Note: All references to legal rules are either U.S. ones or Tennessee ones. This is because at the time that this Silly Song came out, the studio was based in Nashville. And what are the odds that there are TWO towns populated by anthropomorphic vegetables?
Bumblyburg has some really scary legal practices.
The first relevant line in that video was Larry’s, “Spilling soda’s not a crime; if it is, I’ll do time.” He’s factually wrong with that conditional, but it’s just a figure of speech. Nothing to see here.
Cue the judge.
Order! Order, in the court! I judge you the clumsy sort. By the dictates of our law I sentence you to safety straws.
Larry’s entire trial takes about thirteen seconds, counting the ominous pauses. Not cool. He never had a chance to defend himself, and he never got a lawyer or a jury or anything else like that. But the worst part is, what is he even on trial for?
Based on Larry’s figure of speech earlier, this is meant to be a criminal prosecution. He’s not suing the restaurant to prevent them from giving him the titular tableware, and this isn’t an appeal up the chain of command. (Because of course “judge” comes after “maitre d’.” Obviously.) It’s pretty clearly supposed to be a criminal trial. Especially since criminal charges are the only things that actually result in sentencing. I’m not going to say Larry’s sentence was disproportionate to his behavior, but there were some pretty severe irregularities.
Start with the thing that is not a problem: No jury.
Larry doesn’t have a right to a jury in this case. He only automatically gets one if the crime is punishable by six months in prison, which this isn’t. A few states do include that right for small offenses, but Tennessee is not one of them. So, despite appearances, there’s no problem with lack of jury. But there are quite a few problems, any one of which could give him a winning appeal.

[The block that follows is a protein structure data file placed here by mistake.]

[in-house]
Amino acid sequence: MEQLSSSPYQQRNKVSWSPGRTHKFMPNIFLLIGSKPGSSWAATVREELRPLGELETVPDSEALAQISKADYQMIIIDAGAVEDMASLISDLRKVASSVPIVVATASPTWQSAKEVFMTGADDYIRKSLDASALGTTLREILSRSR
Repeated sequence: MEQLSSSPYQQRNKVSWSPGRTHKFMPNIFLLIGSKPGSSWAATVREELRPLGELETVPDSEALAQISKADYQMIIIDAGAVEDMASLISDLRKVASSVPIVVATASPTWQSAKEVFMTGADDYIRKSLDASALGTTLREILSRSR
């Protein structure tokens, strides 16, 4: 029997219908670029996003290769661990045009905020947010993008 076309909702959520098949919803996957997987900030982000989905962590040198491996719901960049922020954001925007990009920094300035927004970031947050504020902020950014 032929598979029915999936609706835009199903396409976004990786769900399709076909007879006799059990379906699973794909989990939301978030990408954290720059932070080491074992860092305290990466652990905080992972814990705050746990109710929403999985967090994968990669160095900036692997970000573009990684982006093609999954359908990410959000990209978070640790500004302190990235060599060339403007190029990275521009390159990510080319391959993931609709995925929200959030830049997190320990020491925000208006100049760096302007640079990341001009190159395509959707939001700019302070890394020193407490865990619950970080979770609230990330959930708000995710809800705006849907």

Thing One: What were the charges?
Larry appears to be on trial for whether he’s going to spill. If that’s the charge, these proceedings are very questionable. Maybe we could give the Bumblyburg legal system the benefit of the doubt, and assume that a) Spilling soda is in fact a crime in this jurisdiction, and b) they were accusing him of some specific instance of spillage in the past. Or however many counts of it, based on the number of spills since the statute of limitations kicked in. But without the judge saying what he’s guilty of, this is a problem.
Thing Two: Where is the judge getting his information?
The judge just appeared out of nowhere and convicted Larry at the drop of a gavel. Perhaps the judge saw the whole thing and was convicting Larry based on his own knowledge, but that would also be an issue. A judge can never preside and act as a witness in the same case. This is so bad that it is one of the things where an appeals court can overturn the trial even if no lawyer makes an objection. (This is convenient for Larry since he didn’t get a lawyer.)
Thing Three: No lawyer.
Larry should get a lawyer. Period. It’s a criminal charge, so he’s entitled to a defense. There wasn’t a prosecutor either, so at least it went both ways, but that doesn’t exactly help. Larry is just going to accept what the judge hands down, because he doesn’t know there are rules keeping loose cannon judges like this guy in line. There are all kinds of cases about why you need a defense lawyer, what kind of lawyer, how much lawyer, and so on. No lawyer is not really an option, and we didn’t see Larry waive his right.